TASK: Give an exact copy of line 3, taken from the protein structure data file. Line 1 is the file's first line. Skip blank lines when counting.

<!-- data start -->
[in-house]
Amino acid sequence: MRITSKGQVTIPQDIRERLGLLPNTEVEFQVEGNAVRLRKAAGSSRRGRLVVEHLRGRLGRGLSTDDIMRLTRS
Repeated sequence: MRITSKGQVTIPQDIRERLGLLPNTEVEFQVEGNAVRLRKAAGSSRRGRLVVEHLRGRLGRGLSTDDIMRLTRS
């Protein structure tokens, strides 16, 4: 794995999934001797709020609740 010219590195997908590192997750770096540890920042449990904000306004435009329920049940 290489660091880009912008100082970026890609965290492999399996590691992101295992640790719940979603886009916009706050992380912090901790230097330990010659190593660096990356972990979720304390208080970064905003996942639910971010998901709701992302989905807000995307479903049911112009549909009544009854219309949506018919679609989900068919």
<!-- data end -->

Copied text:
Repeated sequence: MRITSKGQVTIPQDIRERLGLLPNTEVEFQVEGNAVRLRKAAGSSRRGRLVVEHLRGRLGRGLSTDDIMRLTRS